For dyed-in-the-wool Genesis fans this book is a must-read: the first memoir by one of only two of the band’s members who’ve been there since the very beginning. However, for the casual Genesis or Mike + The Mechanics fan, there really isn’t much which hasn’t been dealt with in more depth in other biographies. As a genre, the autobiography tends to succeed depending on how controversial it is. While there is the occasional surprising revelation in The Living Years, there are very few indiscretions.
The most entertaining aspect is of course the first-person immediacy; reading about events in Genesis’s history from someone who was there, whereas until now Genesis fans have had to make do with third-person biographies (the most thorough being 2007’s Chapter and Verse). But Rutherford’s life is not only about the music. His father was a captain in the Royal Navy who saw action during World War Two. Interestingly, Rutherford junior draws parallels between his own career and his father’s, so at the beginning of the book we get excerpts from Rutherford senior’s unpublished memoirs as well.
This is a highly enjoyable literary device which, unfortunately, only lasts for around the first third of the book. Once Rutherford junior has joined Genesis, the emphasis is very much on the band, and the author proceeds chronologically through the Genesis discography until his father passes away in 1986, when Rutherford was in the middle of the Invisible Touch tour. Afterwards, he goes through Mike + The Mechanics very quickly, and 2007’s Turn It On Again tour is also not dealt with in any depth.
I can’t help feeling that this memoir should have been substantially longer. The literary device of using excerpts from his late father’s unpublished memoirs was excellent, and should have been kept up throughout the whole book. In addition, I think Rutherford could have said a great deal more on how he created his music: we do get descriptions, especially of songs like The Living Years and Land of Confusion, but I finished this book wishing he’d spent several thousand more words going into a lot more depth. On the one hand, perhaps he feels there’s not that much more to be said, but on the other I think a lot of people are very interested and would have appreciated a greater creative analysis. Certainly a missed opportunity.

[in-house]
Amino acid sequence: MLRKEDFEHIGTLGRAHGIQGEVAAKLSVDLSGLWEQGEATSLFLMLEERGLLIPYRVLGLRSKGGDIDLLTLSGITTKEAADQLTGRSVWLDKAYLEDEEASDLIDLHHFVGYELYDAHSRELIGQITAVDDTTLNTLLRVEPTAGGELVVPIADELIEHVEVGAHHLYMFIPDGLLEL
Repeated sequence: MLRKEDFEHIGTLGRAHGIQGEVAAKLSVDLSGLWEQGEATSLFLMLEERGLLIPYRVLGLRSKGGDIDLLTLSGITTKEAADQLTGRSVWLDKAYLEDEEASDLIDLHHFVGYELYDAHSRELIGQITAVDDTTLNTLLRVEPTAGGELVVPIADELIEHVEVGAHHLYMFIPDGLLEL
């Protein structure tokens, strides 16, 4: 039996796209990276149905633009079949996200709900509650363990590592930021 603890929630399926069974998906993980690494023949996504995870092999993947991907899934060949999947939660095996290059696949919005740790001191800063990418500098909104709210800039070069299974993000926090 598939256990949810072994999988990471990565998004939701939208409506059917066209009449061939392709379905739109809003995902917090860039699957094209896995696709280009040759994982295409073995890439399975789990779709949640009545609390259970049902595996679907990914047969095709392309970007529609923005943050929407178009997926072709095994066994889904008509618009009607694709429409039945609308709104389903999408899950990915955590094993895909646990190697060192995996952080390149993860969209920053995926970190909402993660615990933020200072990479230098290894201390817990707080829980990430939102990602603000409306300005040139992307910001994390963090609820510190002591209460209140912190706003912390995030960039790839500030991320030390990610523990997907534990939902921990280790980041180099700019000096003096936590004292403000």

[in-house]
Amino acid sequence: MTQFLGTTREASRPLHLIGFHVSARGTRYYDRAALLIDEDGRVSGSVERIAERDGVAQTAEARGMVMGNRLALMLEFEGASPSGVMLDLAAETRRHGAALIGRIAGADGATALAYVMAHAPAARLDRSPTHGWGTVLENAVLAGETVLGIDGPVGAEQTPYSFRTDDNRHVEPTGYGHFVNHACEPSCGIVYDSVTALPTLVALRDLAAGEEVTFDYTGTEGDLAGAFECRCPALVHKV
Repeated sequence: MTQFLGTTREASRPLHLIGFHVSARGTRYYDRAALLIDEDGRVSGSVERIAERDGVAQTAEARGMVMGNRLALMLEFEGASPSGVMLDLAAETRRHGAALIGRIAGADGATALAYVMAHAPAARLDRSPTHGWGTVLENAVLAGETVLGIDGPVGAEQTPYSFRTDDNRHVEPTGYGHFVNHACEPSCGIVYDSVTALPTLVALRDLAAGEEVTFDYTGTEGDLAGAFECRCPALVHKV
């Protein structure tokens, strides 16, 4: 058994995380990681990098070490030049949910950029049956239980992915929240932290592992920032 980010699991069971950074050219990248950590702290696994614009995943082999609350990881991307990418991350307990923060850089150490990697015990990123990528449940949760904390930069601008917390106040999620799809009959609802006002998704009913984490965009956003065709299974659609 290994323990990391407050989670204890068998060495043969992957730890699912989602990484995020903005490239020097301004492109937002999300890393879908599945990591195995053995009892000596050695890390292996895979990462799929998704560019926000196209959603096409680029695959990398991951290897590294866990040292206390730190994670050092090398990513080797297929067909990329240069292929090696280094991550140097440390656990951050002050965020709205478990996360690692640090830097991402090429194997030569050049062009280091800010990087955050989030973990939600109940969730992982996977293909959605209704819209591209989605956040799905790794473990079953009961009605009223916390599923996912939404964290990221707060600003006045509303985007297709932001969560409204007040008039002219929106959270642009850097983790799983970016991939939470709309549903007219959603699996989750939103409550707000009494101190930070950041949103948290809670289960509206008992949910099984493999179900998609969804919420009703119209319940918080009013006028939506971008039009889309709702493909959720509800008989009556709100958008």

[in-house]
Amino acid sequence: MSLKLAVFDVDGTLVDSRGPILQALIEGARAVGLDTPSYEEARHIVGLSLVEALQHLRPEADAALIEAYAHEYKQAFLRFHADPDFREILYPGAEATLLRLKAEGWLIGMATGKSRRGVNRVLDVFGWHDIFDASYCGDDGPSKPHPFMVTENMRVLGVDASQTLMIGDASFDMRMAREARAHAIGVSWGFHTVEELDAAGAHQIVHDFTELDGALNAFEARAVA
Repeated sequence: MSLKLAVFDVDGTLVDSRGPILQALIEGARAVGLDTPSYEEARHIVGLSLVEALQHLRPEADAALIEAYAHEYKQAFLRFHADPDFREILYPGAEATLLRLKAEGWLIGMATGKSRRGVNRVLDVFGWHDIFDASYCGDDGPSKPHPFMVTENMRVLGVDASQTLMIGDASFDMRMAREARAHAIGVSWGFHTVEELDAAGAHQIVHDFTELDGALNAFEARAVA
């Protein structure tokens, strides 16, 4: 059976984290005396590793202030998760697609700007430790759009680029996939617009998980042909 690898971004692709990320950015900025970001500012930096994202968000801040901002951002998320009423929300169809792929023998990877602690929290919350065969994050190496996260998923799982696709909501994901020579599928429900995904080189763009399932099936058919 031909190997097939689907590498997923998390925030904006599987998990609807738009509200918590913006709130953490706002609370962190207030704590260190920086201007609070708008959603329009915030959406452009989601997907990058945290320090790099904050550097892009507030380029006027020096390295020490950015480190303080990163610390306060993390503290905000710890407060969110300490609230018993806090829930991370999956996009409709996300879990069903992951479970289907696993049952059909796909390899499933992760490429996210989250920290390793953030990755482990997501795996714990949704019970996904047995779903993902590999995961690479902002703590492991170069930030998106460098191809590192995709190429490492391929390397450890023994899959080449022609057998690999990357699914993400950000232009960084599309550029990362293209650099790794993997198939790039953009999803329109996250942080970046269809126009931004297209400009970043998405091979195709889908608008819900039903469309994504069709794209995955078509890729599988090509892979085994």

Also, on my Kindle version there were around fifteen significant typographical issues: a few repeated words, a number of words which ran together, and – unforgivably for a traditionally published book – two instances of “less” which should have been “fewer”. However, these mistakes did not spoil my enjoyment of the book, and I point them out only because, as a traditionally published book, potential readers are being asked to pay top money for it.
In summary: absolutely a must-read for serious Genesis fans, it’s like having a private interview with Rutherford. Some parts are surprisingly personal and more revealing than information in previous Genesis biographies. It is a joy to read about events in Genesis’s history from Rutherford’s own perspective. For the casual fan, there is still much to enjoy, and this is a wonderful insight into the evolution of the greatest rock band in the world. The only drawback is the book’s brevity – it could have, and really should have, been quite a bit longer than it is.
Mike Rutherford’s favourite Genesis track (not a bad choice at all, to be honest):
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